So, when does "it's early" become "it's too late"?
Well, if history is any indication, many teams will have crossed that all-important line by Halloween.
A quick look at the standings on Nov. 1, 2006 shows that teams that endured a rough start to the season found it very difficult to get back into a playoff spot, especially in the Western Conference. Of the top eight teams in the West, only one team didn't maintain its standing within the top eight -- the Edmonton Oilers, who held down the eighth and final playoff spot last Nov. 1 but tumbled all the way to 12th by the end of the season. The Calgary Flames (3-7-1 a month in) were the only team that managed to shake off a wobbly start and qualify for the postseason.
That's good news for this edition of the Flames, who have won two in a row after going winless in their first three games.
What does history suggest looking at the standings as of Monday morning?
Well, there's not much difference for the Los Angeles Kings, who are just as cooked as they were last season. The rebuilding Kings have yet to find anything approaching NHL-caliber goaltending and are 1-5 after dropping a 4-1 decision Sunday night to Detroit. They've allowed 27 goals, most in the conference.
The Oilers look lost at 2-4 with three straight road losses.
The wheels have come off in Nashville where, after two wins to open the season, Chris Mason has collapsed and the Preds have lost three straight. Phoenix and Columbus, both of whom have played surprisingly well out of the gate (2-3 and 2-2, respectively), simply don't have the horses. Throw them all together and you've got five of seven teams likely to be sitting in about the same place when the season closes out next spring -- outside the playoff dance hall.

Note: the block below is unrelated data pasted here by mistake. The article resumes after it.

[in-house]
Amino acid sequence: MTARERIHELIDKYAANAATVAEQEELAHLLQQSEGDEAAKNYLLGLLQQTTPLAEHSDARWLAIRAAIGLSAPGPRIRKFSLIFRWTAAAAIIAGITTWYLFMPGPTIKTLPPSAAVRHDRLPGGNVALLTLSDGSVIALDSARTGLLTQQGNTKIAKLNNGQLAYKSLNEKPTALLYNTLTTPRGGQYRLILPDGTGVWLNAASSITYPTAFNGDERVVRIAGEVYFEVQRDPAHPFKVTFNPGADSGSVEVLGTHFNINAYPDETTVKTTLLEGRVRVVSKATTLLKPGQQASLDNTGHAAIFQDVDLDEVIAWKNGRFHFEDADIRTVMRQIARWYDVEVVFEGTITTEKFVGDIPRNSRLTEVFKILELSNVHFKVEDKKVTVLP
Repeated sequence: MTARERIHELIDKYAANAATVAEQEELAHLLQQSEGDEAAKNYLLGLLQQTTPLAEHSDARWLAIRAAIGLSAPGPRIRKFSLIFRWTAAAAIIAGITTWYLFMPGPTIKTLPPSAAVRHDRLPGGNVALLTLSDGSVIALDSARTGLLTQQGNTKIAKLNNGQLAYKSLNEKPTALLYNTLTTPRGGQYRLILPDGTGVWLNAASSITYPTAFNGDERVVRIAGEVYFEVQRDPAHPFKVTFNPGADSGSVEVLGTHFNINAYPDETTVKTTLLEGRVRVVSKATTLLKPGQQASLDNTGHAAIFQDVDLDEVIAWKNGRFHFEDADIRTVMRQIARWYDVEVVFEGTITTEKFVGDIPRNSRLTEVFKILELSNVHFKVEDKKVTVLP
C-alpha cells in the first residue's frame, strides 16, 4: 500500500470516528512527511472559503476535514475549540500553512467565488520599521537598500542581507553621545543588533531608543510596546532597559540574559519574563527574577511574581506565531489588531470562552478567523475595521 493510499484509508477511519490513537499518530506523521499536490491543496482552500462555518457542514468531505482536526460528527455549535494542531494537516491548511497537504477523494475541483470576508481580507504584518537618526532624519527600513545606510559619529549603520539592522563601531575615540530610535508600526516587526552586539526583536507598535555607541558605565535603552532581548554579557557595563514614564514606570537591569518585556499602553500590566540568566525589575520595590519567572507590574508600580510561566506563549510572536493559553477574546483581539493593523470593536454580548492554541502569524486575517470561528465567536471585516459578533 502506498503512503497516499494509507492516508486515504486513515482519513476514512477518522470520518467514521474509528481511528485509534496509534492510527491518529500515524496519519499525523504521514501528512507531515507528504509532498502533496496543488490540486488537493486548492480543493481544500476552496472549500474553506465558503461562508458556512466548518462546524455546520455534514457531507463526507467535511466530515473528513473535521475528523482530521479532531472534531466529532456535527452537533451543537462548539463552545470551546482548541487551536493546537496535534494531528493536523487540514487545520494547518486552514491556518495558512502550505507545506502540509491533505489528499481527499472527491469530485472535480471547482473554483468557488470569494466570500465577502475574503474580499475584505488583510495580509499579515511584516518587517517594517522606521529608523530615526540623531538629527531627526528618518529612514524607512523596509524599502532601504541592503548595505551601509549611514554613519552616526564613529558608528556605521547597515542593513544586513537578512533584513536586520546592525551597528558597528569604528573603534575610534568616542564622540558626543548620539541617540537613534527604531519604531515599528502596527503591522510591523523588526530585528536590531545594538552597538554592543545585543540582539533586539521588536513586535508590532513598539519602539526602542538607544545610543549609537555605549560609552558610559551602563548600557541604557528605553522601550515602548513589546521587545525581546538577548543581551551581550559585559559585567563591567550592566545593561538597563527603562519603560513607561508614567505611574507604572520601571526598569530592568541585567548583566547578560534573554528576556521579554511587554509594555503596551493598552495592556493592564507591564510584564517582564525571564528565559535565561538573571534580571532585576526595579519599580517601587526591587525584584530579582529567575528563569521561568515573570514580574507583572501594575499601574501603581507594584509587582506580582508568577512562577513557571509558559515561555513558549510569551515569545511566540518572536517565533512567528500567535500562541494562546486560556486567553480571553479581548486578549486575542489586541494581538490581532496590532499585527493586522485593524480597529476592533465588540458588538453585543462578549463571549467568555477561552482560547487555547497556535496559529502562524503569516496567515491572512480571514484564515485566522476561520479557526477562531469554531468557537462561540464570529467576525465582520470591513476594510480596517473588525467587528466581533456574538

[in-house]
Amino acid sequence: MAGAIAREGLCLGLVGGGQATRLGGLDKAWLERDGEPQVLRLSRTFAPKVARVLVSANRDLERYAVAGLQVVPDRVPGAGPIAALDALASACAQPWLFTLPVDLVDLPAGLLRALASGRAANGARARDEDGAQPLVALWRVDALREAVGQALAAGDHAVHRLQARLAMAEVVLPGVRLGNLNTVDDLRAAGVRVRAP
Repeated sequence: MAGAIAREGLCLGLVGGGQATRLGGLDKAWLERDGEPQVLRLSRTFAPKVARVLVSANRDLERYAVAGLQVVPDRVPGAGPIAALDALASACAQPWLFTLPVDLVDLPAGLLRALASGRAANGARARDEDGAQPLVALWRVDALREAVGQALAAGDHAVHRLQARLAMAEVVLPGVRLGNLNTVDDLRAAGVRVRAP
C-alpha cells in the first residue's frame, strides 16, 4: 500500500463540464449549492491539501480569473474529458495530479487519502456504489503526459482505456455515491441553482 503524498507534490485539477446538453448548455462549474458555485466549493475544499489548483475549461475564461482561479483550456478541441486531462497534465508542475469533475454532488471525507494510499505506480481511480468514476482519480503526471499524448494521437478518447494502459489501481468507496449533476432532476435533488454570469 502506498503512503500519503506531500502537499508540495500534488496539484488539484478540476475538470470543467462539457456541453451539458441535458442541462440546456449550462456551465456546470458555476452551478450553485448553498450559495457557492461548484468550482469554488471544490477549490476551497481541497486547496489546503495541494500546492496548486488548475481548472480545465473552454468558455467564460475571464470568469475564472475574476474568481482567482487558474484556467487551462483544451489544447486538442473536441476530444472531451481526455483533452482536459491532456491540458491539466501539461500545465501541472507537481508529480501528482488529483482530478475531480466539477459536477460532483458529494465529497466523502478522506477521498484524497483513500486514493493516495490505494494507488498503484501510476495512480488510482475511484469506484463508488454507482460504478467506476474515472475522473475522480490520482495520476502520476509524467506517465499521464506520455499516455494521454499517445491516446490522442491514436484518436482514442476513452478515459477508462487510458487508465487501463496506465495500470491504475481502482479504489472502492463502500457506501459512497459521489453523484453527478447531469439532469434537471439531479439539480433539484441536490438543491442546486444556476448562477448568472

If you're looking for a couple of teams capable of turning around bad starts, there's San Jose and Anaheim, who currently occupy the ninth and 10th spots in the West. Both have too much talent not to be playoff teams. The Sharks (2-2-1) are coming off a strange loss to Boston on Saturday and have scored just 10 goals in five games. Sooner or later both the Ducks, who are about to get healthy, and the Sharks will start to put pressure on surprise teams like Chicago, which has twice come from two goals down to beat Detroit in this young season, and the hard-skating St. Louis Blues, who seem to lose a defenseman to injury every hour on the hour.
Over in the Eastern Conference, forgiveness is the word of the day (or maybe should we say mediocrity).
A season ago, three of the top eight teams (on Nov. 1) couldn't close the deal and spent the spring lamenting what could have been (Toronto, Montreal and Carolina). Meanwhile, Ottawa was 12th, the Rangers 10th and the Tampa Bay Lightning 13th. All three managed to reach the postseason and the Sens marched all the way to the Stanley Cup finals.
Given the parity in the conference (did we mention mediocrity?), look for more of the same this season, which is good news for Buffalo, Pittsburgh, the New York Rangers and New Jersey Devils, who are 10th, 11th, 12th and 14th, respectively.
At least three teams (perhaps all four if you believe in coach Brent Sutter in New Jersey), should plough their way back into the playoff hunt. Teams ranked eighth through 14th were separated by just one point, a trend you can expect to continue through the rest of the season.
Only the woeful Atlanta Thrashers, 0-5 after blowing a two-goal lead vs. New Jersey in the third and then allowing the winning goal in the final minute Saturday, are on the verge of officially being toast.
The Minnesota Wild are not only undefeated, but they finished their week by defeating the defending Stanley Cup champions from Anaheim 2-0 on Sunday night. It was at least a small measure of revenge for last spring's first-round shellacking administered by the Ducks. Perhaps most impressive – if not totally expected – the Wild have gone 5-0 to start this season while allowing just four goals against.